Wise words! Storytelling in the Middle Ages would’ve laughed Mr. Cusick out of Ye Olde Hyatt ballroom. A lot of their traditional “character development” included naming some poor shmo John Everyman and then getting all allegorical on his ass. The character was basically a cipher, a blank screen that readers could project themselves onto in the watching of his or her tale.

Now it’s the opposite. Or at least it should be, for the tastes of me and my fellow agents on the panel. Specificity is the key to good fiction, and generalization is where fiction goes to die. The best characters, the ones that stick with me, are the ones who have very specific quirks and characteristics. I am not going to relate to a character because they are very much like me. That’s boring. I know myself, spend all day in my own head, and sometimes just want to get out…that’s why I crack a book. I relate to a character when they are thoroughly fleshed-out and unique, just like I am thoroughly fleshed-out and unique as a person. When I feel like I know their quirks and their particular outlook on life because the author has made those elements really comprehensive. We don’t just love people who are like us: we love loud, larger-than-life, authentic characters. (At least I hope so, ‘cuz that’s what I’ve pretty much been basing my entire personality on for as long as I can remember.) Those are the ones we remember in books and movies, and the people who spark our imaginations when we meet them in real life.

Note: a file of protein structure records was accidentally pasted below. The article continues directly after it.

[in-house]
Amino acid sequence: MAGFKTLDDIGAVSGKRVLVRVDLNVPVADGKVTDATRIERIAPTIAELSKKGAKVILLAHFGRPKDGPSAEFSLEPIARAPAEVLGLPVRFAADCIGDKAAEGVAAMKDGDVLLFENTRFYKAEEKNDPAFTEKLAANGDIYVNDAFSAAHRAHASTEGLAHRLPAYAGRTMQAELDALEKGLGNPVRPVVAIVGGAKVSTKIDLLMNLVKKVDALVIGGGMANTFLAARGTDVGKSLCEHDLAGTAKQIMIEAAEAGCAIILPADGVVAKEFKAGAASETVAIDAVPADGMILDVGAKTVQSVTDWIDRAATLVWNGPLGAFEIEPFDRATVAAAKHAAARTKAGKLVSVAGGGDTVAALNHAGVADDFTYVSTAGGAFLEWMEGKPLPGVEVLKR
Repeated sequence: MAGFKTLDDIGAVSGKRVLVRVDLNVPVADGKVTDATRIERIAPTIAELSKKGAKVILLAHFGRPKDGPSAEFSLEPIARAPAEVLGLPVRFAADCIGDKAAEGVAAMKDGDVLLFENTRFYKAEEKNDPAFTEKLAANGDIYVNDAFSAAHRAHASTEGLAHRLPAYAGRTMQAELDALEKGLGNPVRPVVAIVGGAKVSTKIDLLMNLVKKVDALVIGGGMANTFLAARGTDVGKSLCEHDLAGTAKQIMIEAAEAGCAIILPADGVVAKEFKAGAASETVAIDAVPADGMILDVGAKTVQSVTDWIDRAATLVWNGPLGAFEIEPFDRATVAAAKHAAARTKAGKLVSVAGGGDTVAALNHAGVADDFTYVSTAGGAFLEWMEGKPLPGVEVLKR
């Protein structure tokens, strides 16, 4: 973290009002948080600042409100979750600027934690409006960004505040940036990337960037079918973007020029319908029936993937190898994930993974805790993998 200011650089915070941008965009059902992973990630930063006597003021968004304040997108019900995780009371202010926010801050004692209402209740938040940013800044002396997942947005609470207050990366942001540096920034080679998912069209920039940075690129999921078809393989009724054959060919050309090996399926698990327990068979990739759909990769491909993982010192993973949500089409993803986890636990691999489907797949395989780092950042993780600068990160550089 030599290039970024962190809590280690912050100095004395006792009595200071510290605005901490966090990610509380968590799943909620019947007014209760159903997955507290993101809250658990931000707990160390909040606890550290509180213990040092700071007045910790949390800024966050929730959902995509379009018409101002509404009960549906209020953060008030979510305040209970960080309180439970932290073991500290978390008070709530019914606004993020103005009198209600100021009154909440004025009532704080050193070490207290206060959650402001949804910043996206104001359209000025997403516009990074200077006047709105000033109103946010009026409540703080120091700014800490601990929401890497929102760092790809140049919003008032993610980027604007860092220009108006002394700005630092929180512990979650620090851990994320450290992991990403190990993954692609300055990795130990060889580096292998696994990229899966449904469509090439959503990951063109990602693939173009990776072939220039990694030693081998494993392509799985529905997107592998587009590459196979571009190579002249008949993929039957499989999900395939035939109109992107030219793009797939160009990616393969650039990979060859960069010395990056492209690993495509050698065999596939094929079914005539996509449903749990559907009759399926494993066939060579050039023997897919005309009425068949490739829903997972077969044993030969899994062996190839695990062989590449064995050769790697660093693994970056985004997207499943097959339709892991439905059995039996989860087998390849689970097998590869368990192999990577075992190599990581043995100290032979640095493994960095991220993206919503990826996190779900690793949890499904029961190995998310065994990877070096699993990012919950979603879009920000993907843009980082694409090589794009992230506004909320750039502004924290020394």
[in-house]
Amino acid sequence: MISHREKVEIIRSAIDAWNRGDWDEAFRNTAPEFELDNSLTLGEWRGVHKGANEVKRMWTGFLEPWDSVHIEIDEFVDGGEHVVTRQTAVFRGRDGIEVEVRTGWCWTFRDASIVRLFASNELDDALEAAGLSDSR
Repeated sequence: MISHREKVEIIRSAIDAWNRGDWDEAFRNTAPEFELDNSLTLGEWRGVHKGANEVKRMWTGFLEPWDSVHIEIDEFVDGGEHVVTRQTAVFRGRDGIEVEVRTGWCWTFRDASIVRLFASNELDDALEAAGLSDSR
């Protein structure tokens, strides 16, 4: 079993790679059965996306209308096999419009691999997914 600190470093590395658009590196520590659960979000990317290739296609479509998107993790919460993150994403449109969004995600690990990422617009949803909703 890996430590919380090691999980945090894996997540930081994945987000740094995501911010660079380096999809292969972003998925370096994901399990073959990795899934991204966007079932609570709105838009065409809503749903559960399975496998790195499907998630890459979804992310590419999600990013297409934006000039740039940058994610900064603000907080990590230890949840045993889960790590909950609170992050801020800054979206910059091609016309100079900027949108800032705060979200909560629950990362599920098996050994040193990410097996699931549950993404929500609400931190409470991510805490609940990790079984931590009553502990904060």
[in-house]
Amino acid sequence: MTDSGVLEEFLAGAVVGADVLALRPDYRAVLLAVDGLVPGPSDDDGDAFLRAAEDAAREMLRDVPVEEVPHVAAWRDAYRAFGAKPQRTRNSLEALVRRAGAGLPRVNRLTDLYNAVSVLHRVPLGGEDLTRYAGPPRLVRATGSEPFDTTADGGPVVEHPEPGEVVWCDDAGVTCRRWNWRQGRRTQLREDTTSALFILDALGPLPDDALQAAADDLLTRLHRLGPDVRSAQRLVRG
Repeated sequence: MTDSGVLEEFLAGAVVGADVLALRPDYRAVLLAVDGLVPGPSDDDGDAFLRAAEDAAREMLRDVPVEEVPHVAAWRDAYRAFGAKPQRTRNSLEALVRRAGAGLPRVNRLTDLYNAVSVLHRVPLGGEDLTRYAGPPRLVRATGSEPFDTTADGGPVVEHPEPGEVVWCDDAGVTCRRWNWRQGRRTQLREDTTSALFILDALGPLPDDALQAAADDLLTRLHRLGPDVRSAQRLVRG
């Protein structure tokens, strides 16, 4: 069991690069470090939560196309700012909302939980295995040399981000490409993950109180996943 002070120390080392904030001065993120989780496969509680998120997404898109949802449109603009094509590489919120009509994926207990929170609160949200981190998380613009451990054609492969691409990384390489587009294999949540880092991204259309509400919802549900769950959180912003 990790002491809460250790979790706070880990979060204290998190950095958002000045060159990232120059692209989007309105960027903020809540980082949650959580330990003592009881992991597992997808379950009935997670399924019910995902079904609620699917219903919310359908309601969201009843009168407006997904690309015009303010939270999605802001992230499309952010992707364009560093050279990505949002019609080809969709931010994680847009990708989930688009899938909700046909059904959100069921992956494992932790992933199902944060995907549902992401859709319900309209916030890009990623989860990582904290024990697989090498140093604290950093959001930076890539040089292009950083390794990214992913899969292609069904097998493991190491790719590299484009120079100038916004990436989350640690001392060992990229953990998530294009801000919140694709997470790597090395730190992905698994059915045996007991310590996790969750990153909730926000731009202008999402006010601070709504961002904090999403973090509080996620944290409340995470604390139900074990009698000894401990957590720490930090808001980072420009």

So aim for a really complex character, someone who is exactly who they are. That will pull a reader in so much more than trying to reflect and please everyone with your literary cipher. An example is this: I was reading either a book or a manuscript a few years ago. In it, a character was cooking something while home alone. Some food dropped on the dirty counter and, even though the character knew she was home alone, she glanced over her shoulder before succumbing to the guilty (and, for many people, gross) temptation of picking the food up and slipping it into her mouth. This taught me so much about the character and was so specific that I remember it all these years later. I can’t relate to the shame of eating counter food — I don’t care about the 5 second rule — but it’s so dang human that I could really see a person doing it in real life. And that’s what grabs me in a good character. Well said, John!

Also, I am in love with Carrie Ryan, and with a dude name Jeremy, who chopped all my hair off on Saturday. You like?

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It’s easy to get caught up in the daily grind, the frustrations, the stress, the meetings, the slush, the traveling, the constant flood of emails, the endless readings of my work sometimes. Especially on cloudy days like today when it seems like the future stretching out in front of me is one long To Do list. Moments of inspiration come in the form of a brilliant project from one of my clients or from a potential future client, good news about a book that’s been sold (like, yanno, Hollywood calling for my most recent sale, THROUGH TO YOU!), charming emails from my super-smart colleagues, moments with friends, really good books that I’m reading.